Sturt National Park encompasses a huge and arid landscape of space and solitude. Starting with the Strezlecki desert rolling red sand dunes to flat topped mesas and 450 million year old granite tors near Tibooburra. A visit to this outback park is genuinely a once in a lifetime experience for anyone who goes there.
A self guided drives or guided tour with one of the tour operators that visit the park is a great way to explore what the park has to offer. For close up views of the landscape go on the short loop walks at Fort Grey or Dead Horse Gully. If you have limited time and can only do one walk check out Mount Wood hills for a walk to the summit. Stunning views of this spectacular landscape make it more than worth your while.
The Dingo Fence
Visit the historic Dingo Fence that runs east to south-west along the eastern third of Australia and along the western and northern boundary of Sturt National Park. The Dingo Fence was originally built in the 1880’s to keep dingoes away from sheep in the southern part of the country. It’s 5,614km long making it the world’s longest fence.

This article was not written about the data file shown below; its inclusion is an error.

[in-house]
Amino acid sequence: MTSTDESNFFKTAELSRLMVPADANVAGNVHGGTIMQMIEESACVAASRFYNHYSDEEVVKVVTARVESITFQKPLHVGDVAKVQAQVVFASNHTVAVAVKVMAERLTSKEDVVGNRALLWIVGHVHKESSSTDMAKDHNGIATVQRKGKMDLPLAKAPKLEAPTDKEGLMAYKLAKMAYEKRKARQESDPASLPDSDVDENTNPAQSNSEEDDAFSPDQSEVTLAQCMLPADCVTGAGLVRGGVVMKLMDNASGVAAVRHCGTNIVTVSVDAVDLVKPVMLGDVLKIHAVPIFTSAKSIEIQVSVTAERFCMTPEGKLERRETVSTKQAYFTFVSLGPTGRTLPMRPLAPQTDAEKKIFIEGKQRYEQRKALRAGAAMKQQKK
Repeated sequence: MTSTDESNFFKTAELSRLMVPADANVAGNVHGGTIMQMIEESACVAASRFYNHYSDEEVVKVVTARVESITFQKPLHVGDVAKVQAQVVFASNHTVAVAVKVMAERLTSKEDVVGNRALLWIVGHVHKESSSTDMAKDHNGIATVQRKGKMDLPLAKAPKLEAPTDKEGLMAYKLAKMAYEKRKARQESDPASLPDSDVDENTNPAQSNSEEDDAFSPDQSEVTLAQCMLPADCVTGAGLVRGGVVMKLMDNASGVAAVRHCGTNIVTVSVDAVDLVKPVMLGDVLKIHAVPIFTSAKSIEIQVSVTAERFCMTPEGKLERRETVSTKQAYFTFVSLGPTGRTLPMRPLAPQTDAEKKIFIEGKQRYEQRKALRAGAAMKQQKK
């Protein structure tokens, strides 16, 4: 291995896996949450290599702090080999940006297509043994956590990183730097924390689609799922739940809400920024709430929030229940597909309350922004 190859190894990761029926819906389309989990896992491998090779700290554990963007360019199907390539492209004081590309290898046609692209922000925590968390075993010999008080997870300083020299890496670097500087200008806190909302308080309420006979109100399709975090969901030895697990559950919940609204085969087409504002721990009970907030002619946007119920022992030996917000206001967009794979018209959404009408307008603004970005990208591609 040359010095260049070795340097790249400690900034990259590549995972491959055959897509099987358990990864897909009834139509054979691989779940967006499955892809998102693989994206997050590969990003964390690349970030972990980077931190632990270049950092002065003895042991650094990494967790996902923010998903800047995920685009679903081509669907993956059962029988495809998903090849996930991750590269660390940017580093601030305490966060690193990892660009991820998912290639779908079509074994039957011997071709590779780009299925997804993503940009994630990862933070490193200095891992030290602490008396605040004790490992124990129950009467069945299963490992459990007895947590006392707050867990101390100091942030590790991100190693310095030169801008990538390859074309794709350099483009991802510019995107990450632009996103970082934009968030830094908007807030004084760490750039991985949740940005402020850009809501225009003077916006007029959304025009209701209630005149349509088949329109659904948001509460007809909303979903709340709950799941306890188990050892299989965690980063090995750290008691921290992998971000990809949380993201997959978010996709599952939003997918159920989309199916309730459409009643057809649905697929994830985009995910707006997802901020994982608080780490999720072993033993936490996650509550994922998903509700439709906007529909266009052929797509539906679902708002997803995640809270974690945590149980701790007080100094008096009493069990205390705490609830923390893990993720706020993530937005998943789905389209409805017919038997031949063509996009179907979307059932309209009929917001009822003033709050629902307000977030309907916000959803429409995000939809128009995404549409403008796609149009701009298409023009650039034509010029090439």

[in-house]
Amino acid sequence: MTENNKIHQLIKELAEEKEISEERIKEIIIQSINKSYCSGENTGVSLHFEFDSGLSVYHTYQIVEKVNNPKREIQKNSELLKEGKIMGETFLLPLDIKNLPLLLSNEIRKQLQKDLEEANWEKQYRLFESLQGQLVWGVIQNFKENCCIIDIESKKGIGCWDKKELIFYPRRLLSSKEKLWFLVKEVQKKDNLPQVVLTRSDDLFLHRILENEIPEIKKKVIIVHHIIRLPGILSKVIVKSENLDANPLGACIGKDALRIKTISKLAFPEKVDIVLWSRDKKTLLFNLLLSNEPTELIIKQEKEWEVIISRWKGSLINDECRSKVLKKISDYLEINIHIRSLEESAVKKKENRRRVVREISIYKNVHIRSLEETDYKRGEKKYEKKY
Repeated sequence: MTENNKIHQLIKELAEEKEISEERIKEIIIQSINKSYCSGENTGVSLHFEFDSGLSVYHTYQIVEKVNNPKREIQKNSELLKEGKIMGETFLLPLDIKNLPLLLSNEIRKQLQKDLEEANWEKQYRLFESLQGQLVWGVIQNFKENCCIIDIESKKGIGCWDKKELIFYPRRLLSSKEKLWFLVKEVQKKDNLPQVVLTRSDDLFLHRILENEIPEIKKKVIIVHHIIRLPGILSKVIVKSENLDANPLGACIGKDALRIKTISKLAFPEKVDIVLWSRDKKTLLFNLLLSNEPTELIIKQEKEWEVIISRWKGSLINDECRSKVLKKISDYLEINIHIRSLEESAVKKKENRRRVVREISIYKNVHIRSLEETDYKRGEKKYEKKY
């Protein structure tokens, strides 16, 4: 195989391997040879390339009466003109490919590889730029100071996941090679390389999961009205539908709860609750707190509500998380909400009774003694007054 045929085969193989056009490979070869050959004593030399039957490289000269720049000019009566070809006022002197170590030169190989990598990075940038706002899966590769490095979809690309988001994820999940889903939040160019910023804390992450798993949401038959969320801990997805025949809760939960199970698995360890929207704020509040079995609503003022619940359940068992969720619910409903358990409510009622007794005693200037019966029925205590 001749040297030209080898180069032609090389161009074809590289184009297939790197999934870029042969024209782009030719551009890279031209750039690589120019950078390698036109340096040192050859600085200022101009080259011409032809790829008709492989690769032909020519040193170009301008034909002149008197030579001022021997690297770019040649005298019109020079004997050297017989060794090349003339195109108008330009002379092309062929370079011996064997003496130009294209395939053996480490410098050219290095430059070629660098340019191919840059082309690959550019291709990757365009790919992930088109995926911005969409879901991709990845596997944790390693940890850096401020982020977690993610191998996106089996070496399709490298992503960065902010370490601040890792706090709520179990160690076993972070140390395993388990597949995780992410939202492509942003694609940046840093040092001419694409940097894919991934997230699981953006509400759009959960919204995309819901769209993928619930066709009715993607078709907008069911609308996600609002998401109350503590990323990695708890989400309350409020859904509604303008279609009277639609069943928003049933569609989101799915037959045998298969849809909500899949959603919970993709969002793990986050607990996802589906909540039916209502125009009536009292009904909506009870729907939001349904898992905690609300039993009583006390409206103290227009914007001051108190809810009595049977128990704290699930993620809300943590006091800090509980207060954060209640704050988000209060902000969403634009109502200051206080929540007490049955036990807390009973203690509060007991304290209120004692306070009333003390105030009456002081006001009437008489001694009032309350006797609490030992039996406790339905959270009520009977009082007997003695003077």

There are four campgrounds in Sturt National Park. They all have sites suitable for caravans and camper trailers as well as the usual barbecue and picnic facilities. Sometimes you can even be lucky enough to have the campground all to yourself although you’ll probably still have share the space with some of the parks’ many kangaroos and birdlife.
About The Jump-Ups
The Jump Ups are ancient landforms. The Jump-Ups are the remains of an ancient mountain range that has been eroded down over millions of years leaving a 150m plateau (Mesa) and the granite strewn plains which form the catchment of Connia Creek. Connia Creek follows south-east into Twelve Mile Creek.
About Cameron Corner
Charles Sturt on his expedition to find the Australias’ “inland sea” (how’d that go?) was the first European to explore the area now known as “Corner Country”.
About twenty years later the “corner” was named after John Cameron who successfully led a party to survey the NSW and Qld borders between 1879 and 1881. On arrival atthe intersection of the South Australian border in September 1880 put a wooden post in. The poost was marked “LAT 29” and “Cameron”. This post can be viewed at the National Park & Wildlife Office in Tibooburra.